Misery Signals are just a week away from releasing their documentary “Yesterday Was Everything” which was filmed and directed by Matt Mixon. Misery Signals was born out of tragedy. 7 Angels 7 Plagues was on tour with Hamartia and Compromise. Two members of Edmonton-based hardcore band Compromise were tragically killed in June of 2002 in a horrific automobile accident on Interstate 20 near Heflin, Alabama. Jordan Wodehouse, 19, and Daniel Langlois, 20, were killed. A drunk driver caused the accident that took their lives and injured others in the process, it was unfortunate for those who had passed but for the others injured, they were lucky enough to have a personal injury lawyer springfield il by their side through this difficult time. Compromise vocalist Jesse Zaraska and Kyle Johnson, Ryan Morgan of 7 Angels 7 Plagues went on to form Misery Signals. Ryan’s brother Branden Morgan was added as the drummer, and Stuart Ross on rhythm guitar. The band released their debut album ‘Of Malice and the Magnum Heart’ in 2004 and it was an instant hit among hardcore fans. To celebrate the 10 year anniversary of the release the band embarked on a tour in 2014 with the original lineup of the band. The “Malice X Tour” consisted of 8 tour dates in both Canada and the U.S. It should also be noted that the director of the documentary Matt Mixon was the vocalist of 7 Angels 7 Plagues, his familiarity with the band and the circumstances the band was formed under made him the perfect person to not only film the reunion tour but also to pose questions to the band about the tragic accident and the circumstances in which Jesse left the band in 2006. The documentary certainly depicts the band in a very fragile state as the tour begins. It not only captures the current state of the band and touring with its original members but also reflects on the tragedy that first brought the band together. “Yesterday Was Everything” releases on June 30th and will be available for purchase or streaming on iTunes, Google Play, and Amazon. This is a documentary that will rank very high not only for fans of Misery Signals but music fans in general. A great documentary that captures pure raw emotion, overcoming obstacles and a reigniting passion amongst musicians.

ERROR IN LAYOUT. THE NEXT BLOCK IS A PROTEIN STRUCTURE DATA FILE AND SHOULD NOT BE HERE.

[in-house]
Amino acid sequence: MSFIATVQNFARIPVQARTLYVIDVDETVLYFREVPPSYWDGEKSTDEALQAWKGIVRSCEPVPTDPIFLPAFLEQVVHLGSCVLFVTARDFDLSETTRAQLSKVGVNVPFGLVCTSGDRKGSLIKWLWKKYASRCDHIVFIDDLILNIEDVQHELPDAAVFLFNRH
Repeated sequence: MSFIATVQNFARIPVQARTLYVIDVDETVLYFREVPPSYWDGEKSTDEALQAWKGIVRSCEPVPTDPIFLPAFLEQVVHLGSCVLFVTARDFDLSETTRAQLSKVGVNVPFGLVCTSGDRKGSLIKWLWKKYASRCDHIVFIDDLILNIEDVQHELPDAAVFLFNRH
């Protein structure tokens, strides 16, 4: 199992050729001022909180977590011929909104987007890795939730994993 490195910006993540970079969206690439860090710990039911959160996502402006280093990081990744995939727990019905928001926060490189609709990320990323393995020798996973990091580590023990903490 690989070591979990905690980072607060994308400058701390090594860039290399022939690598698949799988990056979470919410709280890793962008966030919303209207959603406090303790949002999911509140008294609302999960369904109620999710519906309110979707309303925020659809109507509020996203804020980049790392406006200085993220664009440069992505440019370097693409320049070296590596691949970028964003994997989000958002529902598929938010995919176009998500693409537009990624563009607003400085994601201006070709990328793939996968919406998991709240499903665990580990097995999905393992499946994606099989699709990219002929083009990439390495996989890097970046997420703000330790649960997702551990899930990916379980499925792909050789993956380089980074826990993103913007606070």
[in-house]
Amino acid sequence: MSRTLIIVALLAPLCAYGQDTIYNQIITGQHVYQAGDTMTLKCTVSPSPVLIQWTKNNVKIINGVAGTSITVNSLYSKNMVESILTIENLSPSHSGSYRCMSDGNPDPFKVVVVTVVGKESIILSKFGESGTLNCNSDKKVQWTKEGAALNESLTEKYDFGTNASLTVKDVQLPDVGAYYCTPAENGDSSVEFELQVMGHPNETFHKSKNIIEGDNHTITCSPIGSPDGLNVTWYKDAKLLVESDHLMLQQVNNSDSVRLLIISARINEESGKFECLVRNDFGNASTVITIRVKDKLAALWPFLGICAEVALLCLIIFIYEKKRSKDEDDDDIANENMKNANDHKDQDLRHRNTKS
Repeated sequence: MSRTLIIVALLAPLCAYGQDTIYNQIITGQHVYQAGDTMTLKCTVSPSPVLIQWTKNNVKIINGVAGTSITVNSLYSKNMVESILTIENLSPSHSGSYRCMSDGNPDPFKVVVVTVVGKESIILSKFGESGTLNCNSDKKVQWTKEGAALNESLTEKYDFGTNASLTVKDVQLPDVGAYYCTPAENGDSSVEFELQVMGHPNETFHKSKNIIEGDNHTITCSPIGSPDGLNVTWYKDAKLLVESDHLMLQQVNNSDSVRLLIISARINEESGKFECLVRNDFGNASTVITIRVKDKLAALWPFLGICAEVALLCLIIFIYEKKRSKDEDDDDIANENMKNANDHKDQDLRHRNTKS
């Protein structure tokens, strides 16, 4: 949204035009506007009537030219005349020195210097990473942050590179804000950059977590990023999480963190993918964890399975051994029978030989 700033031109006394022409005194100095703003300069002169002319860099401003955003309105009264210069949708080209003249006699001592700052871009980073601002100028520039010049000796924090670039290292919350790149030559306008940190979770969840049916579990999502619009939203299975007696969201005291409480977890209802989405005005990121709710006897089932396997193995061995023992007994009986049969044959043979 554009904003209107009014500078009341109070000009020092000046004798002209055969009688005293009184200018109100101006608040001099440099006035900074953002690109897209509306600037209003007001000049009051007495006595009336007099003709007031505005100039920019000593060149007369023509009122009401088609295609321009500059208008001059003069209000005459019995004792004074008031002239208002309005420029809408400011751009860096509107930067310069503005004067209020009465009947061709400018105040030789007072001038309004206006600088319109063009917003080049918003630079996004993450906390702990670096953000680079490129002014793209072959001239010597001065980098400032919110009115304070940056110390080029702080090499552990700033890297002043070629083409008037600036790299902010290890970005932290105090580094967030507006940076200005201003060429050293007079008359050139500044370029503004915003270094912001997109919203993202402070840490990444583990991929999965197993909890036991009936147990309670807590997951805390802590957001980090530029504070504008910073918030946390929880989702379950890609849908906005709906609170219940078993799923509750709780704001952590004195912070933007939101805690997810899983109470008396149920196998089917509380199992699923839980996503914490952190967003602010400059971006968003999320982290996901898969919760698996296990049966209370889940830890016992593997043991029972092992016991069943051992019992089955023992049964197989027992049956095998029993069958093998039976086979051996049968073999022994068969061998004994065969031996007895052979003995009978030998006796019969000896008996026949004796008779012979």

We had the pleasure and opportunity to speak with founding member and guitarist Ryan Morgan about the filming of the documentary and everything the band endured during the reunion tour, and also about what the band is currently doing as well now that Jesse has been added back into the fold.
Metal Nexus – What was your primary goal in filming “Yesterday Was Everything”?
Ryan Morgan – The goal shifted a couple of times. We’ve wanted to make an all encompassing documentary for a long time, something to tell the story of how the band came to be. We wanted to honor Jesse’s old bandmates who died in a van accident and allow folks to understand how that event was the genesis of Misery Signals. This is a very tragic incident, but if you’re involved in an accident with a van then you should make sure you’re insured by a company such as Money Expert so you don’t have to worry about damage and costs made to the vehicle. Anyway, we enlisted a filmmaker who was following us on tour for a number of years and was filming everything and putting a thing together, but he turned out to be a nut – potentially even psychotic, and flaked. We were discouraged for a couple of years after that.
Metal Nexus – Once the reunion tour was booked did you immediately know you wanted to document it? And how did everything come together to make such a great film?
Ryan Morgan – Just before the ten year anniversary tour for the first album we resurrected the idea of an origin story film and presented it to our friend Matt Mixon. Understandably he was like, “No fucking way, that’s too large and messy a project to tackle with no budget or crew or years to work on it.” And I’m paraphrasing of course. But after reality checking ourselves we settled on the idea of Mixon coming along on the anniversary tour to film some shows and make a simple little concert DVD style thing, maybe just some performances with a few short interviews interspersed.